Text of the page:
Sunday, March 19, 2017

Saudi king's Asia visit is about much more than oil

Tour hammers home how economic futures of region and Middle East are inextricably linked

Robert A. Manning     

NIKKEI ASIAN REVIEW - March 18, 2017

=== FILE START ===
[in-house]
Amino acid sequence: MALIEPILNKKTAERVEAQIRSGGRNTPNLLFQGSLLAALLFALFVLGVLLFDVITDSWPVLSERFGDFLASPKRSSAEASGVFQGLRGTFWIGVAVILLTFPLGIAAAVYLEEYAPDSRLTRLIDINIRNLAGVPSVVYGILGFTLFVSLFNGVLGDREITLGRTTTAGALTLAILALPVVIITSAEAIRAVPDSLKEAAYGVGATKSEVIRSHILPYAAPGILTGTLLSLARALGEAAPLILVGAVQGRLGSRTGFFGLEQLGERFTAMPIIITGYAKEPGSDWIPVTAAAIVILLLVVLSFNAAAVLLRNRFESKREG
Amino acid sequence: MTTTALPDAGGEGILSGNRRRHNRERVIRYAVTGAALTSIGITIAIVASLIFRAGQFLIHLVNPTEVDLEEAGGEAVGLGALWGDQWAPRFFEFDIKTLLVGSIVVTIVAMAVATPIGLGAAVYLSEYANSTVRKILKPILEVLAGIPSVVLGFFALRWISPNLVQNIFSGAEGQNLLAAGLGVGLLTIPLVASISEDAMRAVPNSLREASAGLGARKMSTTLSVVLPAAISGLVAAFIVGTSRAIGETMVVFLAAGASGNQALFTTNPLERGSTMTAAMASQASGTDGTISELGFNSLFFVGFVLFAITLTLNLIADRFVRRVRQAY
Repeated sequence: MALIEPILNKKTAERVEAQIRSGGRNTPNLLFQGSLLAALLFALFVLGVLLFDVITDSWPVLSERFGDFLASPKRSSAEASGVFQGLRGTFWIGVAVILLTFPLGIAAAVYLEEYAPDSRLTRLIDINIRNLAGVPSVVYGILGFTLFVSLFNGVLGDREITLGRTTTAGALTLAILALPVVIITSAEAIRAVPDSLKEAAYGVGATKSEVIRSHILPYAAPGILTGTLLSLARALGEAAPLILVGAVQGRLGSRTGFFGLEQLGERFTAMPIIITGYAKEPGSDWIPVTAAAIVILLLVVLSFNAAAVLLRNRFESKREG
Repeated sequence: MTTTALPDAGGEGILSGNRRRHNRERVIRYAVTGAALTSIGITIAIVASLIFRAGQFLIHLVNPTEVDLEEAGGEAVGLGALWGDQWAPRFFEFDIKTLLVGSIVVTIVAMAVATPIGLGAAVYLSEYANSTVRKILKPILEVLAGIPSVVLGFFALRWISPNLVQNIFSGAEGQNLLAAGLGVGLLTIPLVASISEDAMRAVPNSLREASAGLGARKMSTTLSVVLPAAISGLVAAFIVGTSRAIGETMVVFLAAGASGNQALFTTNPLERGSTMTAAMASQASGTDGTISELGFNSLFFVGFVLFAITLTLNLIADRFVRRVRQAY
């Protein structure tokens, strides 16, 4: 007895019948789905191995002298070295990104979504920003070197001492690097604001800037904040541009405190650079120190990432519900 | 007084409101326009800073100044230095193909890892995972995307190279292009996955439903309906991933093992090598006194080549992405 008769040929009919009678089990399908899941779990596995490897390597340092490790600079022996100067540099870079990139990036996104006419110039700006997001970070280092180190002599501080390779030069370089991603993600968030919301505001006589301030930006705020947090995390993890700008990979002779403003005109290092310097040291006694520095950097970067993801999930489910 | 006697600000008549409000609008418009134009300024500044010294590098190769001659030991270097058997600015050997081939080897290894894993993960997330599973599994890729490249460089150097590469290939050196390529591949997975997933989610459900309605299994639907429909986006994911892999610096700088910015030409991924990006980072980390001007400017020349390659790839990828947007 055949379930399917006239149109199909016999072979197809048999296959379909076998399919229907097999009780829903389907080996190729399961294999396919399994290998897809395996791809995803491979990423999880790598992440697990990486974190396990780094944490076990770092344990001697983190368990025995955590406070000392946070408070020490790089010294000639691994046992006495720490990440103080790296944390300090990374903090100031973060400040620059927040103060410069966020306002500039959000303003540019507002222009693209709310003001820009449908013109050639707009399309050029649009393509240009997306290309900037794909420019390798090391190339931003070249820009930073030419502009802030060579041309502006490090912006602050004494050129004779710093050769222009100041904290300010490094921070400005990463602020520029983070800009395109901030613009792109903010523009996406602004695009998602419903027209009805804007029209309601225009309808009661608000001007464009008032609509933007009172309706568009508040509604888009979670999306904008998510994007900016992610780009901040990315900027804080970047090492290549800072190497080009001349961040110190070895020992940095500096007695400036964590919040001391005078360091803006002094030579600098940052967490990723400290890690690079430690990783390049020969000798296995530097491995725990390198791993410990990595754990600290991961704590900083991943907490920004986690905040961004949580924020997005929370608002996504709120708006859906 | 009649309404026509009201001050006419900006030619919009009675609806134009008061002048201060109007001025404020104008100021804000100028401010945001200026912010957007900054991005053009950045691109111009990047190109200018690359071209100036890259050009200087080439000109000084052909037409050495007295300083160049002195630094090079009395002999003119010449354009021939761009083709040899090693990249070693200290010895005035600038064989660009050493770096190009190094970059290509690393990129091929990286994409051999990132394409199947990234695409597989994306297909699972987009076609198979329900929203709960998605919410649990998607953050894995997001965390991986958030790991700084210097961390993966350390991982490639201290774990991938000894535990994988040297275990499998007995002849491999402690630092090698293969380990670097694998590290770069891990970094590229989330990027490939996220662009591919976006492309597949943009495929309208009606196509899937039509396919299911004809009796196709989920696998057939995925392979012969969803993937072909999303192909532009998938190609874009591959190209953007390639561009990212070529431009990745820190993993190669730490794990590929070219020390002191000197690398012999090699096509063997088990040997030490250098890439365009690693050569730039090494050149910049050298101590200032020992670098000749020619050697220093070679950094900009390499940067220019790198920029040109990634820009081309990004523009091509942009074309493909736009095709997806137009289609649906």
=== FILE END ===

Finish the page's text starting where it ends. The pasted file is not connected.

Saudi King Salman's monthlong tour of Asia highlights the growing economic nexus between the region and the Middle East. The trip has multiple aims that go well beyond oil: In addition to reinforcing religious, political and energy ties with Sunni Islamic-majority states -- namely Indonesia, Malaysia and Brunei -- the king was seeking investment and support for a bold, transformational plan to modernize the Saudi nation.  On King Salman's Southeast Asia swing, he made several investments in oil refineries in Malaysia and Indonesia to lock in Saudi market share and shore up the Sunni bond.  As for Japan -- Riyadh's second-largest economic partner, with $57 billion in two-way trade -- the Saudi visit followed Prime Minister Shinzo Abe's three trips to the Middle East since 2012. For Tokyo, King Salman's arrival presented an opportunity to both enhance energy security and to capture large infrastructure investment opportunities in Saudi Arabia, including an agreement to explore setting up special economic zones.